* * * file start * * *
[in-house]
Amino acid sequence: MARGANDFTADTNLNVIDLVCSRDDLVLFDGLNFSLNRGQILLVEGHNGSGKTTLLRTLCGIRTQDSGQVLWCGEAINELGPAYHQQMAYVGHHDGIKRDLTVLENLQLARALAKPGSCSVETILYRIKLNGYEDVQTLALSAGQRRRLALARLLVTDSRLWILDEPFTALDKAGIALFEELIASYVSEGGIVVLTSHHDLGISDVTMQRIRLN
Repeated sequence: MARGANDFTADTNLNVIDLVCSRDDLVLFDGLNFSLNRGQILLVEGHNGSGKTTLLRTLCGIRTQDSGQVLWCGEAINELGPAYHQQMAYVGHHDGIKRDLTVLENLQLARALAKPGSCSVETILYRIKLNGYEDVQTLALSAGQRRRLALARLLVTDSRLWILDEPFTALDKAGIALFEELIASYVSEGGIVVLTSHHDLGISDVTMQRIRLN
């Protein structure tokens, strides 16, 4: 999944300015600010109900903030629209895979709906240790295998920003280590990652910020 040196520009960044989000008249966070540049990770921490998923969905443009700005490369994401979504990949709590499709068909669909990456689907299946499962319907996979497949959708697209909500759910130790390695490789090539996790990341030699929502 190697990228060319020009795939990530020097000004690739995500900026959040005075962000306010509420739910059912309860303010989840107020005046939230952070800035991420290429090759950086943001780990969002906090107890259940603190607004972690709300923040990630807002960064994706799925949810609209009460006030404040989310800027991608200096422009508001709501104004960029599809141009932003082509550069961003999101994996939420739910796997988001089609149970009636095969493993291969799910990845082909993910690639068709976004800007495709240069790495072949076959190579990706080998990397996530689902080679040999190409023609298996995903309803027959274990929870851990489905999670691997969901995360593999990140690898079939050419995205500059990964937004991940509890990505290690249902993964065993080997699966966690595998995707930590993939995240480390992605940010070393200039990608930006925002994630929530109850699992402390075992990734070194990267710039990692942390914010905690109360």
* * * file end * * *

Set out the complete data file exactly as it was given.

[in-house]
Amino acid sequence: MARGANDFTADTNLNVIDLVCSRDDLVLFDGLNFSLNRGQILLVEGHNGSGKTTLLRTLCGIRTQDSGQVLWCGEAINELGPAYHQQMAYVGHHDGIKRDLTVLENLQLARALAKPGSCSVETILYRIKLNGYEDVQTLALSAGQRRRLALARLLVTDSRLWILDEPFTALDKAGIALFEELIASYVSEGGIVVLTSHHDLGISDVTMQRIRLN
Repeated sequence: MARGANDFTADTNLNVIDLVCSRDDLVLFDGLNFSLNRGQILLVEGHNGSGKTTLLRTLCGIRTQDSGQVLWCGEAINELGPAYHQQMAYVGHHDGIKRDLTVLENLQLARALAKPGSCSVETILYRIKLNGYEDVQTLALSAGQRRRLALARLLVTDSRLWILDEPFTALDKAGIALFEELIASYVSEGGIVVLTSHHDLGISDVTMQRIRLN
């Protein structure tokens, strides 16, 4: 999944300015600010109900903030629209895979709906240790295998920003280590990652910020 040196520009960044989000008249966070540049990770921490998923969905443009700005490369994401979504990949709590499709068909669909990456689907299946499962319907996979497949959708697209909500759910130790390695490789090539996790990341030699929502 190697990228060319020009795939990530020097000004690739995500900026959040005075962000306010509420739910059912309860303010989840107020005046939230952070800035991420290429090759950086943001780990969002906090107890259940603190607004972690709300923040990630807002960064994706799925949810609209009460006030404040989310800027991608200096422009508001709501104004960029599809141009932003082509550069961003999101994996939420739910796997988001089609149970009636095969493993291969799910990845082909993910690639068709976004800007495709240069790495072949076959190579990706080998990397996530689902080679040999190409023609298996995903309803027959274990929870851990489905999670691997969901995360593999990140690898079939050419995205500059990964937004991940509890990505290690249902993964065993080997699966966690595998995707930590993939995240480390992605940010070393200039990608930006925002994630929530109850699992402390075992990734070194990267710039990692942390914010905690109360």